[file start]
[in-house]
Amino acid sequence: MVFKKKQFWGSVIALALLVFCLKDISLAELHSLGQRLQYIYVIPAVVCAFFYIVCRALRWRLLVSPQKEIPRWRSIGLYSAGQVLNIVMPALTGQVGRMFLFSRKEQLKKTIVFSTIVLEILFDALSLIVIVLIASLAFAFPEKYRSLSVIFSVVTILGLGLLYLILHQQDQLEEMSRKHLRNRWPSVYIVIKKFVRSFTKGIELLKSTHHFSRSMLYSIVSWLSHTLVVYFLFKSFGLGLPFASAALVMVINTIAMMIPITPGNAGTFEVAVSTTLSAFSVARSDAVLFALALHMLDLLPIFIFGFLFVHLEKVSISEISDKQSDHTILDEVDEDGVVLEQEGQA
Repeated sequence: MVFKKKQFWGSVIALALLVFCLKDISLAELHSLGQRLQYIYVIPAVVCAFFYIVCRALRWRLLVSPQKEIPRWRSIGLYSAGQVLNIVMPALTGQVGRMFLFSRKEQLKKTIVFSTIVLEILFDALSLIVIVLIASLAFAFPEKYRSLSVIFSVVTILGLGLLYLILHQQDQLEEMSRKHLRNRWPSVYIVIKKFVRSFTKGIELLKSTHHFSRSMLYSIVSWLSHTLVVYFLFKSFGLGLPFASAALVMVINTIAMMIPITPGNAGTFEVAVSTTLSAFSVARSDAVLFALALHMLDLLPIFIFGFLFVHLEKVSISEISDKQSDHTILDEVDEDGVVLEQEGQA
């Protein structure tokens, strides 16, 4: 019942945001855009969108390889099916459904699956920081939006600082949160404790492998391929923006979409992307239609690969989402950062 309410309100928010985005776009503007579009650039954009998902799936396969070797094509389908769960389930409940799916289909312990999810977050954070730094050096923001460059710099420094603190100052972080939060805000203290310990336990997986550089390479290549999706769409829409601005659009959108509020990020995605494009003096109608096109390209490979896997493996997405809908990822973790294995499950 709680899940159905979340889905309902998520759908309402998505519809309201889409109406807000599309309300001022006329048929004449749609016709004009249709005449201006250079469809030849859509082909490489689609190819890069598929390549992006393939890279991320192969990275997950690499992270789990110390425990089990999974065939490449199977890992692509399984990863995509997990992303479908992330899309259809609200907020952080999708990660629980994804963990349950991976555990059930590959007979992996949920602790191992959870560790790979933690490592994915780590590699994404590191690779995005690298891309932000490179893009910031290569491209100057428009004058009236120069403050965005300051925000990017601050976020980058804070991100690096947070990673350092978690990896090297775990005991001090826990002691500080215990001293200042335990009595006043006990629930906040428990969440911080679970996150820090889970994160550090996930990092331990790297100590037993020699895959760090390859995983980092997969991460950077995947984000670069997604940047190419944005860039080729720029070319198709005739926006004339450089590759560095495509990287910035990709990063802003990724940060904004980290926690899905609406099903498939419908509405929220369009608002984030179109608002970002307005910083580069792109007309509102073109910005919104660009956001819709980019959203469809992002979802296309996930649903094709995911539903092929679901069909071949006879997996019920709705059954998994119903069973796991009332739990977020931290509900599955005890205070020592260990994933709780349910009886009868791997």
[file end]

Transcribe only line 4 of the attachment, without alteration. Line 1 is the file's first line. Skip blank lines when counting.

């Protein structure tokens, strides 16, 4: 019942945001855009969108390889099916459904699956920081939006600082949160404790492998391929923006979409992307239609690969989402950062 309410309100928010985005776009503007579009650039954009998902799936396969070797094509389908769960389930409940799916289909312990999810977050954070730094050096923001460059710099420094603190100052972080939060805000203290310990336990997986550089390479290549999706769409829409601005659009959108509020990020995605494009003096109608096109390209490979896997493996997405809908990822973790294995499950 709680899940159905979340889905309902998520759908309402998505519809309201889409109406807000599309309300001022006329048929004449749609016709004009249709005449201006250079469809030849859509082909490489689609190819890069598929390549992006393939890279991320192969990275997950690499992270789990110390425990089990999974065939490449199977890992692509399984990863995509997990992303479908992330899309259809609200907020952080999708990660629980994804963990349950991976555990059930590959007979992996949920602790191992959870560790790979933690490592994915780590590699994404590191690779995005690298891309932000490179893009910031290569491209100057428009004058009236120069403050965005300051925000990017601050976020980058804070991100690096947070990673350092978690990896090297775990005991001090826990002691500080215990001293200042335990009595006043006990629930906040428990969440911080679970996150820090889970994160550090996930990092331990790297100590037993020699895959760090390859995983980092997969991460950077995947984000670069997604940047190419944005860039080729720029070319198709005739926006004339450089590759560095495509990287910035990709990063802003990724940060904004980290926690899905609406099903498939419908509405929220369009608002984030179109608002970002307005910083580069792109007309509102073109910005919104660009956001819709980019959203469809992002979802296309996930649903094709995911539903092929679901069909071949006879997996019920709705059954998994119903069973796991009332739990977020931290509900599955005890205070020592260990994933709780349910009886009868791997």